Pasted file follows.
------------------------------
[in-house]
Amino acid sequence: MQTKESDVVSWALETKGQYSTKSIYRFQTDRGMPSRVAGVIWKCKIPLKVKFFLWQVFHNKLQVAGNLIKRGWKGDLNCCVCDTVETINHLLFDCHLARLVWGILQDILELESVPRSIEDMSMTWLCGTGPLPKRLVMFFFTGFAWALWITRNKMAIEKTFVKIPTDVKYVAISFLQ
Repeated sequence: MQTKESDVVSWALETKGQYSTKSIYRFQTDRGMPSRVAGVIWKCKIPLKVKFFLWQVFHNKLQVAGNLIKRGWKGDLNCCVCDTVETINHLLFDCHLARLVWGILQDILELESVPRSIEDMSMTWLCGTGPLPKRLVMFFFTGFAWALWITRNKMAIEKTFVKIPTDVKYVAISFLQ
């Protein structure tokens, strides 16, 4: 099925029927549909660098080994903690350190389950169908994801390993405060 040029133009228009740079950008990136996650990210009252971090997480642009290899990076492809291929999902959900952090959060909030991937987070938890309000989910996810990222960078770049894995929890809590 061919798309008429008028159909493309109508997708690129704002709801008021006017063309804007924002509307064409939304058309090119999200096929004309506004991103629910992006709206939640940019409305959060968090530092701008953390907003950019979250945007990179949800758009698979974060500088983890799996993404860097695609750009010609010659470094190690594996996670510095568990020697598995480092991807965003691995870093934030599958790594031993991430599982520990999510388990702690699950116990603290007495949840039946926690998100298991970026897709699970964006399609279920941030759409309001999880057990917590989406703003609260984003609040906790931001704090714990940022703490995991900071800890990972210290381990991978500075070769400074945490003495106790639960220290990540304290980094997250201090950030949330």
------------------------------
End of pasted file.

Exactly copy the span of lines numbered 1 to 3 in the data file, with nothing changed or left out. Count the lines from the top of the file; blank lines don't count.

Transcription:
[in-house]
Amino acid sequence: MQTKESDVVSWALETKGQYSTKSIYRFQTDRGMPSRVAGVIWKCKIPLKVKFFLWQVFHNKLQVAGNLIKRGWKGDLNCCVCDTVETINHLLFDCHLARLVWGILQDILELESVPRSIEDMSMTWLCGTGPLPKRLVMFFFTGFAWALWITRNKMAIEKTFVKIPTDVKYVAISFLQ
Repeated sequence: MQTKESDVVSWALETKGQYSTKSIYRFQTDRGMPSRVAGVIWKCKIPLKVKFFLWQVFHNKLQVAGNLIKRGWKGDLNCCVCDTVETINHLLFDCHLARLVWGILQDILELESVPRSIEDMSMTWLCGTGPLPKRLVMFFFTGFAWALWITRNKMAIEKTFVKIPTDVKYVAISFLQ